George has trouble staying focused in class whenever words are involved, and even more so at home while attempting to research a report. It gets even more apparent when he gets frustrated cause he can’t read trivia cards. After a hilarious segment in which Binky tries to improve his image, Mr. Ratburn asks him if he’s ever been tested for dyslexia, to which he explains that even famous people like Albert Einstein & Leonardo DaVinci had. Plus, he explains that he’s not the only one who has it either, as even the school principal has it. What’s even better is that, while it only lasts a few scenes, we see that his friends are concerned about him, worried that he may need to go to a special school. That’s nice to see, and it’s very genuine.
Moral: Everyone struggles with something, and you are not “dumb or weird” because of that.
” Let’s see. We did insults, pushing, rude noises… You’re almost ready for your first public appearance!” – Binky
13) Cast Away-Season 7, Episode 1A
Little Sisters. They can either make your day miserable or ruin a good time. But how should older brothers handle it?
This is the question Arthur has when his Son & Father fishing trip is tainted by having to bring D.W. along. While he does get that alone time with his Dad, they’re not successful in catching any fish. However, when D.W. does it, she gets lucky and catches a bunch, twice. This makes Arthur jealous and states that “she gets whatever she wants” all the time. His Dad then says while she was lucky, what he did was even greater, and that was Arthur being kind enough to let D.W. go on their private Son & Father trip. Clearly shows that he’s come a long way from his big hit. Plus, the ending is just worth watching. I won’t spoil it here.
Moral: Sometimes, you just have to go with the flow, and be the better person.
“Can I be excused? I wanna do my homework.” – Annoyed Arthur
14) Francine's Split Decision-Season 7, Episode 2A
While really more on the humor side of things, but it weaves the moral in so perfectly.
Francine gets caught in a pickle, as a very important bowling tournament is the same day as her cousin’s bar mitzvah. In classic TV show fashion, she & her friends come up with a plan to go back & forth between events. It’s hilarious, as she has to tell fibs in front of her parents and tape up bowling shoes that are too big for her, all the while acting like a ping pong ball. Her parents eventually find out what she was doing in the most hilarious way, and then gets punished for it, realizing that she missed out on learning more about why the bar mitzvah was so important. Perfectly funny, and perfectly moralized.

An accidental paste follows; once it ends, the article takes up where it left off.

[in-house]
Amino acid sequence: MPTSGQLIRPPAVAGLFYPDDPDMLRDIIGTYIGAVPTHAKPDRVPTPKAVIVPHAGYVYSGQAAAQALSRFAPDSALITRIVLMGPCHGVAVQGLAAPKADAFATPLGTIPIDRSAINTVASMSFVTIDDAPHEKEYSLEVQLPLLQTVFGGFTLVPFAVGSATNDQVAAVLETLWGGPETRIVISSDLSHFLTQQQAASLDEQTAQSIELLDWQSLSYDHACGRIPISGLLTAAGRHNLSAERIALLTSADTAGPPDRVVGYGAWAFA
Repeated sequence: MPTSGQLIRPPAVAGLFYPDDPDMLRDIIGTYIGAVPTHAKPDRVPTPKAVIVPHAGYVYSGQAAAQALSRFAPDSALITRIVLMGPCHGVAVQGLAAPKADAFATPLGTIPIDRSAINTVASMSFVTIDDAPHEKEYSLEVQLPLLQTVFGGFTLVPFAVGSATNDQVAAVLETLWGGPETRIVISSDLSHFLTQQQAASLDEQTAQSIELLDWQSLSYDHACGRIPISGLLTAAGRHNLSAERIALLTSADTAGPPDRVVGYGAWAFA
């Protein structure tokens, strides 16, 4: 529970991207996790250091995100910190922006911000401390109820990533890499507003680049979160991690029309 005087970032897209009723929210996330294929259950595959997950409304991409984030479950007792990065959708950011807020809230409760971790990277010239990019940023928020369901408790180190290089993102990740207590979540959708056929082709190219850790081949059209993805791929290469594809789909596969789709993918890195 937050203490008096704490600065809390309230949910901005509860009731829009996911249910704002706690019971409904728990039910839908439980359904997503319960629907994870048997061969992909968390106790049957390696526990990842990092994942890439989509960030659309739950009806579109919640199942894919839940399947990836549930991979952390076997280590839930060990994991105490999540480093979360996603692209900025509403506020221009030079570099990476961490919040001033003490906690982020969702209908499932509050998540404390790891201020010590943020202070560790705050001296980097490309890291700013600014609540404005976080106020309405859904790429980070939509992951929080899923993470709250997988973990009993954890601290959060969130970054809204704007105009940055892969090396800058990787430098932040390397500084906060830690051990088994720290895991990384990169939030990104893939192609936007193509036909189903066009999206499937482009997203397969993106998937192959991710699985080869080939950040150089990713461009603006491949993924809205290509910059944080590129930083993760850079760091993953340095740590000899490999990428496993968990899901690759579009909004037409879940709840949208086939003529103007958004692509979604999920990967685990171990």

Moral: Never deny missing out on something important. You may learn something interesting.
“You know, I thought it was your nose that grew when you told lies. But, apparently, it’s your bowling shoes.” – Oliver Frenskey
15) April 9th-Season 7, Episode 10
Much like how Sesame Street did an episode in response to 9/11 for their audience, it was appropriate that Arthur did the same for theirs.
A fire at the school happens, and we see how a lot of characters handle the situation. We see Sue Ellen feeling depressed that her journal was destroyed, Binky getting PTSD from seeing the flames, Buster not knowing how to react since he wasn’t there, and Arthur is afraid that something will happen to his Dad since he was caught in the fire. All of these are handled perfectly & realistically too. How they went about each character’s worry helped me out as a child, showcasing that just being afraid isn’t the only effect events like this have on all people. How they’re resolved is well done too. Just a winner, and a testament to how great this show was.